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RE: XPointer and the '729 patent

Or even earlier and more specific, the 
US Army IADS and Unisys IDE/AS docs. 
(See Richard Grambly at USAMICOM.)

But a simple clarification as you are 
suggesting won't stop this, Tim.  The patent 
is bogus.  That makes enabling it to 
continue unchallenged a very bad precedent. 
Just as one man's intertwining is another 
man's consistency, one company's patent 
is another company's FUD.  There is no 
minimal victory here.  All or nothing.

It has to stop.  Stop it here while 
you have a company willing to set 
the right example.

Len Bullard
Intergraph Public Safety

Ekam sat.h, Vipraah bahudhaa vadanti.
Daamyata. Datta. Dayadhvam.h

-----Original Message-----
From: Tim Bray [mailto:tbray@textuality.com]
Sent: Friday, February 16, 2001 3:38 PM
To: Eve L. Maler; xml-dev@lists.xml.org
Cc: 729-patent@east.sun.com; Janet Daly
Subject: Re: XPointer and the '729 patent

At 12:48 PM 16/02/01 -0500, Eve L. Maler wrote:
>On 6 December 2000, Sun Microsystems published on the XML Linking
>comments list[1] a proposed set of terms and conditions 

This is excellent; thanks to Eve and Sun.

>1 Request a reexamination of the '729 Patent at our own expense.

This will require spending a lot of money with lawyers, after Sun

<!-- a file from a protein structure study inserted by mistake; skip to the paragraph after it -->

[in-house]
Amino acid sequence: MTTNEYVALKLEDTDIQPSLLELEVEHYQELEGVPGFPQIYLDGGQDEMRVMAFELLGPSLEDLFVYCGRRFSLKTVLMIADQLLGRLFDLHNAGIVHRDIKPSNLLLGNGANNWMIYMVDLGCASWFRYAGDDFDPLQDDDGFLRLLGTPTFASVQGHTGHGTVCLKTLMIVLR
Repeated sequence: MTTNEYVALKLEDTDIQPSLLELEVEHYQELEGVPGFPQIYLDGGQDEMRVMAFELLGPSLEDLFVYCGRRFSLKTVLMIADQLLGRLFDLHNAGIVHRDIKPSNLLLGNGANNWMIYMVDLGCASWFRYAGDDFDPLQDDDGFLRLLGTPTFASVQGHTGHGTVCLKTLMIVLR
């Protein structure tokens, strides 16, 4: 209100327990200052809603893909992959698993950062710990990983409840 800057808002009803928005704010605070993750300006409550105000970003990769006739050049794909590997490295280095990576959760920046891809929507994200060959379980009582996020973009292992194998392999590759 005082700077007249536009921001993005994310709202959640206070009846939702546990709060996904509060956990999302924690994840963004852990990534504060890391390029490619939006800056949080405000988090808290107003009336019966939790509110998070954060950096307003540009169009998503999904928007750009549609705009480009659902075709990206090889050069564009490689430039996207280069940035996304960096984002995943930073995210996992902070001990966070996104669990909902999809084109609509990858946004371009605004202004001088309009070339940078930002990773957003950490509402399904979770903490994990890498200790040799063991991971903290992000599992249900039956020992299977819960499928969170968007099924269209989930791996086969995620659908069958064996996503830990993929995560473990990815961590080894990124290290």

probably already spent a bunch earlier in getting this silly thing.
And if anyone wants to go after silly patents, it seems that '729 
is hardly the worst.

I believe that there is a more cost-effective solution.  However, if
there's a real desire to do this, I suspect that ample prior art 
could be discovered in the initial release of the EBT Dynatext docs
or the "SoftQuad Explorer" docs.

>2 Consider specific requests for changes to the terms.

This is the right way to go.  I have heard Sun people say that 
they want the terms to help enforce conformance to the W3C
recommendations in the affected area, with the (worthy) goal of
deterring "embrace and extend" tactics.  (Note however that Eve
doesn't list this among Sun's goals above).  In any case, I think 
it's basically futile to try to use whatever leverage may exist 
in the '729 patent to do this.  The main reason is that placing 
any restrictions at all on the granting of the license to the patent, 
without giving reasonably-paranoid legal departments excuses to paint
implementations as risky, would be really hard to get right.

So I suggest, once again, that Sun adopt a policy along the lines of:

 Without prejudice as to whether implementation of any W3C 
 recommendations may infringe the '729 patent, Sun is willing to
 grant an unrestricted unconditional no-cost license for use of the 
 '729 patent to any person or corporation.  Should any person or
 corporation require documentation of this license, Sun will
 execute the appropriate document, provided at <url>, for an
 administration charge of <a couple hundred dollars to discourage
 silly paperwork>.

Seems to me this makes the problem go away and doesn't let even
the most obstructionist and paranoid legal department create FUD
over '729. 


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